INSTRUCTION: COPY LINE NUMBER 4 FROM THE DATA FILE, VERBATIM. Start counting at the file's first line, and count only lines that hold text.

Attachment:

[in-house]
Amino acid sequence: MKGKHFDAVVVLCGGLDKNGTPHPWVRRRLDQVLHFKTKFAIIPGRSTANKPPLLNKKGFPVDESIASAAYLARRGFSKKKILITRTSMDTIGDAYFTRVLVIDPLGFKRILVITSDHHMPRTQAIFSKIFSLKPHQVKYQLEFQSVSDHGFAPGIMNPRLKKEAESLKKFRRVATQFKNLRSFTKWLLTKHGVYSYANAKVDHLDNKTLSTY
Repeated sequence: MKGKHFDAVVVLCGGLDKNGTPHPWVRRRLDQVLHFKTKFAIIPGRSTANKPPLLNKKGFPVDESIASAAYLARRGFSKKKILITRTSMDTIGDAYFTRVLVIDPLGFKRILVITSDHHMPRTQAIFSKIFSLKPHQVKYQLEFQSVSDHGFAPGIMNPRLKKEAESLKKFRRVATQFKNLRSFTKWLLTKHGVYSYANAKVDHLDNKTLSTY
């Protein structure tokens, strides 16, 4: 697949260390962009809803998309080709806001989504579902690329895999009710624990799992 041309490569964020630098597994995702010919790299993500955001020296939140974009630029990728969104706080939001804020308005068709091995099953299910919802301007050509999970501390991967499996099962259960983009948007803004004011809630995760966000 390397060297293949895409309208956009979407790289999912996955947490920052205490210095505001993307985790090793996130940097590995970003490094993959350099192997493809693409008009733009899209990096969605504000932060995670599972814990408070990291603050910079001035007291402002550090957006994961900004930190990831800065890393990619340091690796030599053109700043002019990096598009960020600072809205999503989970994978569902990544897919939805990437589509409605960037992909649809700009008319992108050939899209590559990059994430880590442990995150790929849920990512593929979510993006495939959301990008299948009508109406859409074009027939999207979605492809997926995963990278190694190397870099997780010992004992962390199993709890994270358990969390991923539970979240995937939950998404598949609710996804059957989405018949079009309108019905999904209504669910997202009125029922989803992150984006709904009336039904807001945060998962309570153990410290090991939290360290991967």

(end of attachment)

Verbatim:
């Protein structure tokens, strides 16, 4: 697949260390962009809803998309080709806001989504579902690329895999009710624990799992 041309490569964020630098597994995702010919790299993500955001020296939140974009630029990728969104706080939001804020308005068709091995099953299910919802301007050509999970501390991967499996099962259960983009948007803004004011809630995760966000 390397060297293949895409309208956009979407790289999912996955947490920052205490210095505001993307985790090793996130940097590995970003490094993959350099192997493809693409008009733009899209990096969605504000932060995670599972814990408070990291603050910079001035007291402002550090957006994961900004930190990831800065890393990619340091690796030599053109700043002019990096598009960020600072809205999503989970994978569902990544897919939805990437589509409605960037992909649809700009008319992108050939899209590559990059994430880590442990995150790929849920990512593929979510993006495939959301990008299948009508109406859409074009027939999207979605492809997926995963990278190694190397870099997780010992004992962390199993709890994270358990969390991923539970979240995937939950998404598949609710996804059957989405018949079009309108019905999904209504669910997202009125029922989803992150984006709904009336039904807001945060998962309570153990410290090991939290360290991967």